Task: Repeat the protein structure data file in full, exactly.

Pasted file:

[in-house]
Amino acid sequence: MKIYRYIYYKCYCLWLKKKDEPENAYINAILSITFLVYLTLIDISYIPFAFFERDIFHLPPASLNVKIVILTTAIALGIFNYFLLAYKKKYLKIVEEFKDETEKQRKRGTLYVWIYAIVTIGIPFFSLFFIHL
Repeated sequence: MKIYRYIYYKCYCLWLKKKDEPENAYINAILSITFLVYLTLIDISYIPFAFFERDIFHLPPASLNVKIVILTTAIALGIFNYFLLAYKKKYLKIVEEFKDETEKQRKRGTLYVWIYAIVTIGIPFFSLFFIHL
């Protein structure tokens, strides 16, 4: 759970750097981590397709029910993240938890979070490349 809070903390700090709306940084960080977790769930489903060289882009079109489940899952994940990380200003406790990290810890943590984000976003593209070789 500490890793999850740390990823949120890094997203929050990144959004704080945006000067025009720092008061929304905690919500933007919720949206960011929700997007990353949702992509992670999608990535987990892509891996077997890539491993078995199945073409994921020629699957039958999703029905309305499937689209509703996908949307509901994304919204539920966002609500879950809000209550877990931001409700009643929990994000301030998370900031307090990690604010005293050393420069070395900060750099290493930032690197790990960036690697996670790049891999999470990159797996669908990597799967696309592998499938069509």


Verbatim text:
[in-house]
Amino acid sequence: MKIYRYIYYKCYCLWLKKKDEPENAYINAILSITFLVYLTLIDISYIPFAFFERDIFHLPPASLNVKIVILTTAIALGIFNYFLLAYKKKYLKIVEEFKDETEKQRKRGTLYVWIYAIVTIGIPFFSLFFIHL
Repeated sequence: MKIYRYIYYKCYCLWLKKKDEPENAYINAILSITFLVYLTLIDISYIPFAFFERDIFHLPPASLNVKIVILTTAIALGIFNYFLLAYKKKYLKIVEEFKDETEKQRKRGTLYVWIYAIVTIGIPFFSLFFIHL
């Protein structure tokens, strides 16, 4: 759970750097981590397709029910993240938890979070490349 809070903390700090709306940084960080977790769930489903060289882009079109489940899952994940990380200003406790990290810890943590984000976003593209070789 500490890793999850740390990823949120890094997203929050990144959004704080945006000067025009720092008061929304905690919500933007919720949206960011929700997007990353949702992509992670999608990535987990892509891996077997890539491993078995199945073409994921020629699957039958999703029905309305499937689209509703996908949307509901994304919204539920966002609500879950809000209550877990931001409700009643929990994000301030998370900031307090990690604010005293050393420069070395900060750099290493930032690197790990960036690697996670790049891999999470990159797996669908990597799967696309592998499938069509």